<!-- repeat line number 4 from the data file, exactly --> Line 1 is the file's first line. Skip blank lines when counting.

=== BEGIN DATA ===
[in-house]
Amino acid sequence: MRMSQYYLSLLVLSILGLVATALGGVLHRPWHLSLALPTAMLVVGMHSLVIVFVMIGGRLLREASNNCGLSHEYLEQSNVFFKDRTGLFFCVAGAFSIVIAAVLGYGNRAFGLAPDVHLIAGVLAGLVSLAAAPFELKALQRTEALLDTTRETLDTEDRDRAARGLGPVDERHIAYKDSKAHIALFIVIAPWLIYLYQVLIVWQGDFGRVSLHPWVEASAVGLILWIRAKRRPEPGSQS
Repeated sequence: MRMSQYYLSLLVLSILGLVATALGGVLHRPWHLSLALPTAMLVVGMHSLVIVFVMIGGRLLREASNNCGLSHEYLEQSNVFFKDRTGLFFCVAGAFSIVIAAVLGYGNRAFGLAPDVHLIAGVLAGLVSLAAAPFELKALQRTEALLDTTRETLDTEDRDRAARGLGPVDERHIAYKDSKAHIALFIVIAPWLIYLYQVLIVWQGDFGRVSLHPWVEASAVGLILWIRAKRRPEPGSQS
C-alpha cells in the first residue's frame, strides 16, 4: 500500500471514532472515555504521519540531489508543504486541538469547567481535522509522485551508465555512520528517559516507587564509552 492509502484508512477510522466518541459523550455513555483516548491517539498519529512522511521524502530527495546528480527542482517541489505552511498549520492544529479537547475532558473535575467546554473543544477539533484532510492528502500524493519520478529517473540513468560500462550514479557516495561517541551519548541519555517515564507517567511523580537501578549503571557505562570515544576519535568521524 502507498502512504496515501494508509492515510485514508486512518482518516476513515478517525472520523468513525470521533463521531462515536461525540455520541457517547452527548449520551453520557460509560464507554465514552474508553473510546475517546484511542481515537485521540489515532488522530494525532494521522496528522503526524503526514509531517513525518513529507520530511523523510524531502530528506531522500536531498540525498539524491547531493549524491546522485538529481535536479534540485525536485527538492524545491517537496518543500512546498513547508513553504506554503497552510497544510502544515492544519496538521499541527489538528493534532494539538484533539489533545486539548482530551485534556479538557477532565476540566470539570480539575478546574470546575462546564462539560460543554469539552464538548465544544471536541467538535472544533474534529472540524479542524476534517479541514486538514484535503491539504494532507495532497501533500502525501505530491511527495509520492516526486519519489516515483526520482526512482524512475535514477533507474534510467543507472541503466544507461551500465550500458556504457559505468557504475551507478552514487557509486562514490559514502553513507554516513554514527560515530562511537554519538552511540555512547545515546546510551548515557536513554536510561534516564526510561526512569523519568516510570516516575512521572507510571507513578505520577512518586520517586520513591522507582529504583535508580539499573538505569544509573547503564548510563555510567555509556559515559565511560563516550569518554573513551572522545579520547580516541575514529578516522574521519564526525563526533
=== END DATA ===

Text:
C-alpha cells in the first residue's frame, strides 16, 4: 500500500471514532472515555504521519540531489508543504486541538469547567481535522509522485551508465555512520528517559516507587564509552 492509502484508512477510522466518541459523550455513555483516548491517539498519529512522511521524502530527495546528480527542482517541489505552511498549520492544529479537547475532558473535575467546554473543544477539533484532510492528502500524493519520478529517473540513468560500462550514479557516495561517541551519548541519555517515564507517567511523580537501578549503571557505562570515544576519535568521524 502507498502512504496515501494508509492515510485514508486512518482518516476513515478517525472520523468513525470521533463521531462515536461525540455520541457517547452527548449520551453520557460509560464507554465514552474508553473510546475517546484511542481515537485521540489515532488522530494525532494521522496528522503526524503526514509531517513525518513529507520530511523523510524531502530528506531522500536531498540525498539524491547531493549524491546522485538529481535536479534540485525536485527538492524545491517537496518543500512546498513547508513553504506554503497552510497544510502544515492544519496538521499541527489538528493534532494539538484533539489533545486539548482530551485534556479538557477532565476540566470539570480539575478546574470546575462546564462539560460543554469539552464538548465544544471536541467538535472544533474534529472540524479542524476534517479541514486538514484535503491539504494532507495532497501533500502525501505530491511527495509520492516526486519519489516515483526520482526512482524512475535514477533507474534510467543507472541503466544507461551500465550500458556504457559505468557504475551507478552514487557509486562514490559514502553513507554516513554514527560515530562511537554519538552511540555512547545515546546510551548515557536513554536510561534516564526510561526512569523519568516510570516516575512521572507510571507513578505520577512518586520517586520513591522507582529504583535508580539499573538505569544509573547503564548510563555510567555509556559515559565511560563516550569518554573513551572522545579520547580516541575514529578516522574521519564526525563526533